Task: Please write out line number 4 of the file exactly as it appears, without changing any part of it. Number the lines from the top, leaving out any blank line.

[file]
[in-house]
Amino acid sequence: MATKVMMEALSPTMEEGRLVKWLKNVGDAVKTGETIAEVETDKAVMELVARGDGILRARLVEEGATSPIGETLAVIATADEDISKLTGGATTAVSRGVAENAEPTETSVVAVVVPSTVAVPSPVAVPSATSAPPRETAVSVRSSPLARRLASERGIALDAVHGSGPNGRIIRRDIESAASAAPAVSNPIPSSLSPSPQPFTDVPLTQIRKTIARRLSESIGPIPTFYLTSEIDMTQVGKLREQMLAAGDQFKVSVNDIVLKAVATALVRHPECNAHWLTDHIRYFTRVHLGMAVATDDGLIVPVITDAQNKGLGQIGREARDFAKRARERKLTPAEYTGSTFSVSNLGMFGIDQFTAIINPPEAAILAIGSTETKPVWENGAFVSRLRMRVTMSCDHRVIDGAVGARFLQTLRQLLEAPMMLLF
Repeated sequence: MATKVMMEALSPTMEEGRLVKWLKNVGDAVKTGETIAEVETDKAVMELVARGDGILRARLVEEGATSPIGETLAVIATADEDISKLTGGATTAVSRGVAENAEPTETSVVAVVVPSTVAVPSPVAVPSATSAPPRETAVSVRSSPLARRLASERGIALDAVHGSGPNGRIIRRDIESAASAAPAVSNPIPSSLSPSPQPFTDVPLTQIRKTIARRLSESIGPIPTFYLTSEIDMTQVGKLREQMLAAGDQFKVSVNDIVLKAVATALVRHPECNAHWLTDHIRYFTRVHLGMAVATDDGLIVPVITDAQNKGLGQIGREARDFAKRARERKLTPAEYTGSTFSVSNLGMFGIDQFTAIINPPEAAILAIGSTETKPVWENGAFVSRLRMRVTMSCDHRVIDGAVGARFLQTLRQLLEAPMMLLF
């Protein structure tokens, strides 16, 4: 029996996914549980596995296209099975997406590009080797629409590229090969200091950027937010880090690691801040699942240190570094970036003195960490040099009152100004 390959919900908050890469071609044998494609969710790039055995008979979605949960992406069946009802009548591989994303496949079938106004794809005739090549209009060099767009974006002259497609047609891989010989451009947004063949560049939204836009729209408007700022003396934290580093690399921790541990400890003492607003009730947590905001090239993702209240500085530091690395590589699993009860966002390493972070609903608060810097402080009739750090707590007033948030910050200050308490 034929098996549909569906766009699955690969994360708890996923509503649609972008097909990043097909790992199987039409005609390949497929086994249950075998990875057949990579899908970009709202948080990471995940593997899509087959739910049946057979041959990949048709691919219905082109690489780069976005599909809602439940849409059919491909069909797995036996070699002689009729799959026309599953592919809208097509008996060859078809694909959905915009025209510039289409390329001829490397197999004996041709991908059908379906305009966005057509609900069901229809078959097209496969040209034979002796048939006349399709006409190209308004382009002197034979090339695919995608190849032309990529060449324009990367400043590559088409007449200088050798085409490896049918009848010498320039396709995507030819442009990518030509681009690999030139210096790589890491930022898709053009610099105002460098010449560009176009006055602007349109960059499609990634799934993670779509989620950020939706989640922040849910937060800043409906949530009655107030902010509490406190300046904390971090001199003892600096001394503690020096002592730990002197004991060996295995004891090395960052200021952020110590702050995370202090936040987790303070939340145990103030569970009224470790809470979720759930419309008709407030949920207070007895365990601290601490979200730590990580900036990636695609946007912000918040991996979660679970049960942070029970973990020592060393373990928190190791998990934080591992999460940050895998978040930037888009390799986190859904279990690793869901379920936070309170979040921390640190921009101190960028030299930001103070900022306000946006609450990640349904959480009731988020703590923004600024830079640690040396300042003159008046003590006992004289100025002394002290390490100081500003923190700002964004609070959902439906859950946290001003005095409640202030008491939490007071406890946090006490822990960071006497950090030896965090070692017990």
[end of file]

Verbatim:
């Protein structure tokens, strides 16, 4: 029996996914549980596995296209099975997406590009080797629409590229090969200091950027937010880090690691801040699942240190570094970036003195960490040099009152100004 390959919900908050890469071609044998494609969710790039055995008979979605949960992406069946009802009548591989994303496949079938106004794809005739090549209009060099767009974006002259497609047609891989010989451009947004063949560049939204836009729209408007700022003396934290580093690399921790541990400890003492607003009730947590905001090239993702209240500085530091690395590589699993009860966002390493972070609903608060810097402080009739750090707590007033948030910050200050308490 034929098996549909569906766009699955690969994360708890996923509503649609972008097909990043097909790992199987039409005609390949497929086994249950075998990875057949990579899908970009709202948080990471995940593997899509087959739910049946057979041959990949048709691919219905082109690489780069976005599909809602439940849409059919491909069909797995036996070699002689009729799959026309599953592919809208097509008996060859078809694909959905915009025209510039289409390329001829490397197999004996041709991908059908379906305009966005057509609900069901229809078959097209496969040209034979002796048939006349399709006409190209308004382009002197034979090339695919995608190849032309990529060449324009990367400043590559088409007449200088050798085409490896049918009848010498320039396709995507030819442009990518030509681009690999030139210096790589890491930022898709053009610099105002460098010449560009176009006055602007349109960059499609990634799934993670779509989620950020939706989640922040849910937060800043409906949530009655107030902010509490406190300046904390971090001199003892600096001394503690020096002592730990002197004991060996295995004891090395960052200021952020110590702050995370202090936040987790303070939340145990103030569970009224470790809470979720759930419309008709407030949920207070007895365990601290601490979200730590990580900036990636695609946007912000918040991996979660679970049960942070029970973990020592060393373990928190190791998990934080591992999460940050895998978040930037888009390799986190859904279990690793869901379920936070309170979040921390640190921009101190960028030299930001103070900022306000946006609450990640349904959480009731988020703590923004600024830079640690040396300042003159008046003590006992004289100025002394002290390490100081500003923190700002964004609070959902439906859950946290001003005095409640202030008491939490007071406890946090006490822990960071006497950090030896965090070692017990």